The politico-philosophical core of the United States is well known and widely replicated at all levels, from university essays and textbooks to propaganda videos and social media posts. It is based on liberal principles with their appeal to the supremacy of the human mind, the idea of “negative freedom”, justice as fairness, equality of opportunity within the framework of uniform rules, as well as the ideas of democracy derived from them as the optimal form of government and the market as a means of organizing the economy. This political and philosophical code is a product of the European enlightenment and the specific experience of organising the internal life of European countries, which was embodied on the basis of American political experience and multiplied by their material strength. The European roots of US political philosophy have allowed it to easily take root in the soil of numerous Western countries, although in some places it contradicts individual interpretations “on the ground”. It is also important that there is a powerful modernist potential in such a political philosophy. The political philosophy of the United States and the modern West in general is a philosophy of emancipation, liberation and reason-based progress.
The political-philosophical core of the People’s Republic of China is much less well known, simply because Beijing has not strived to actively promote it abroad. The political philosophy of China has long remained largely nationally oriented. However, it has a systemic and deeply reflected character, which yields a high potential outside the PRC. It is based on a view of international relations as a non-zero sum game, the idea of the collectivity of international relations, and a departure from rivalry as the leitmotif of world politics. Modern Chinese political philosophy’s powerful Marxist element gives it a modernist potential, combined with the experience of solving the key problems of China itself. It combines the ideas of people’s democracy with successful experience in solving the problem of poverty, overcoming backwardness, and reducing the sharpness of social inequality. In the modern world, China appears as a country whose ideas have been tested in practice. Yes, many successes have been made possible by integration into the Western-centric global economy. But here, too, China pursues its own philosophical line—a non-zero sum game, borrowing Western experience and combining it with Chinese traditions. Marxism is one example of a Western doctrine which China has used to its advantage.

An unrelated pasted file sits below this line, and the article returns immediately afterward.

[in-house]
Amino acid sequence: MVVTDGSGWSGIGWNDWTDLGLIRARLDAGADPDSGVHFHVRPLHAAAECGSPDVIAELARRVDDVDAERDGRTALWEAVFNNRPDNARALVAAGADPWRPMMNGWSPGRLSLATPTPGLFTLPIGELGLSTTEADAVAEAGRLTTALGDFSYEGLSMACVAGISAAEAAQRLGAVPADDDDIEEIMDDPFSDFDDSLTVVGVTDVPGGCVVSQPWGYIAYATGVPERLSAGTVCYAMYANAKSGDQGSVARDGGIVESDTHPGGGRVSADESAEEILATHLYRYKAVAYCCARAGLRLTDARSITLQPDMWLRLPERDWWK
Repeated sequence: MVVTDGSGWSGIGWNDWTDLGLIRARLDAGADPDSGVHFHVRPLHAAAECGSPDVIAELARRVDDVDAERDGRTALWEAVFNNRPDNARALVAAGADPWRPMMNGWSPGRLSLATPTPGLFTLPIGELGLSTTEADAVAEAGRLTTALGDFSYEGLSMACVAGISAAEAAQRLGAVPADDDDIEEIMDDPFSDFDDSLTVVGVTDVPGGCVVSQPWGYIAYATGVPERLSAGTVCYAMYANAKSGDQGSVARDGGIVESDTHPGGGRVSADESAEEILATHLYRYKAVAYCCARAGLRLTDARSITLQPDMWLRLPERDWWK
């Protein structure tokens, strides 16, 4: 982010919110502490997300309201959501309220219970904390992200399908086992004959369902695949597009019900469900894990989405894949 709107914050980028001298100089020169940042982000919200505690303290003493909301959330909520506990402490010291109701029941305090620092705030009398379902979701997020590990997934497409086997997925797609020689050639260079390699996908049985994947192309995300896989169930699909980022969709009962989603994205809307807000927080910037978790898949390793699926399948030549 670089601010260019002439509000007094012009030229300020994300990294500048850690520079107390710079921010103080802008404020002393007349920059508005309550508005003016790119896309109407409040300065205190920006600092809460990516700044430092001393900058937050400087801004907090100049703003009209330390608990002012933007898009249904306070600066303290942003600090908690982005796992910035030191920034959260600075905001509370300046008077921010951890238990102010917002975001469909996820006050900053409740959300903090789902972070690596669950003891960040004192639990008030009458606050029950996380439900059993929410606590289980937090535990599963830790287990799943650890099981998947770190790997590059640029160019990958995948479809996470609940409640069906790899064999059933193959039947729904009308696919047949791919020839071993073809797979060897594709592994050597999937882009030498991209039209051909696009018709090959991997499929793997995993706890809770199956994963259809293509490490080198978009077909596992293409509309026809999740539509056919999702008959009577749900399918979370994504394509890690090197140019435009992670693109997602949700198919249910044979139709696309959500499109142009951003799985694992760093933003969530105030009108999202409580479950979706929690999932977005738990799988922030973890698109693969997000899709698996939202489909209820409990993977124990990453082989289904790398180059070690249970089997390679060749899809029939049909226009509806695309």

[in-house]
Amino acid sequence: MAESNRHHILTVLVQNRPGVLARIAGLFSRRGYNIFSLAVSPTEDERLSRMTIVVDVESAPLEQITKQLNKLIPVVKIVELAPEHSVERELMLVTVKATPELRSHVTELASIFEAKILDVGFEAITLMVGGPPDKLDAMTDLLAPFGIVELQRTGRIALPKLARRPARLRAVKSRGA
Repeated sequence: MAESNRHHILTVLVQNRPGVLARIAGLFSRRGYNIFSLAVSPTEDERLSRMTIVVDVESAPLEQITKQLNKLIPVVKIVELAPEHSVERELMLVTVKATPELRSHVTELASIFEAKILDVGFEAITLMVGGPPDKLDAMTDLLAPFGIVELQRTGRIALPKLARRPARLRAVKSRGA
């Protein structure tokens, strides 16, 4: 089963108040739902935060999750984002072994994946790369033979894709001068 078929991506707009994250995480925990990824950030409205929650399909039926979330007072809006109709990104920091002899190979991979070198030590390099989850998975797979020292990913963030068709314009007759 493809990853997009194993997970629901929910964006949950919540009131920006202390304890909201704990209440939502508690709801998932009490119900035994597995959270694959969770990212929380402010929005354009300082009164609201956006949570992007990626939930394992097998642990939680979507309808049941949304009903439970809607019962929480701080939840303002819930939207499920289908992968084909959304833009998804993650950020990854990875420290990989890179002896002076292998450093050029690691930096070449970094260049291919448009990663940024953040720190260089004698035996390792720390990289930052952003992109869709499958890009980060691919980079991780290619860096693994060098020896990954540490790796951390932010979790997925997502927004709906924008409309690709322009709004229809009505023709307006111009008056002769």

Will there be a clash between American and Chinese political philosophies? Most likely, yes, because China is increasingly perceived in the US as a long-term threat. China avoids copying and mirroring the American allegations against itself by promoting the idea of a non-zero-sum game and thereby turning its political philosophy into an even more visible alternative. One can argue for a long time about what is primary in the contradictions of the powers—material factors or ideas? Obviously, if necessary, differences of ideas can be used for political mobilisation and the consolidation of allies. The more systematic such ideas are, the easier it is to draw dividing lines.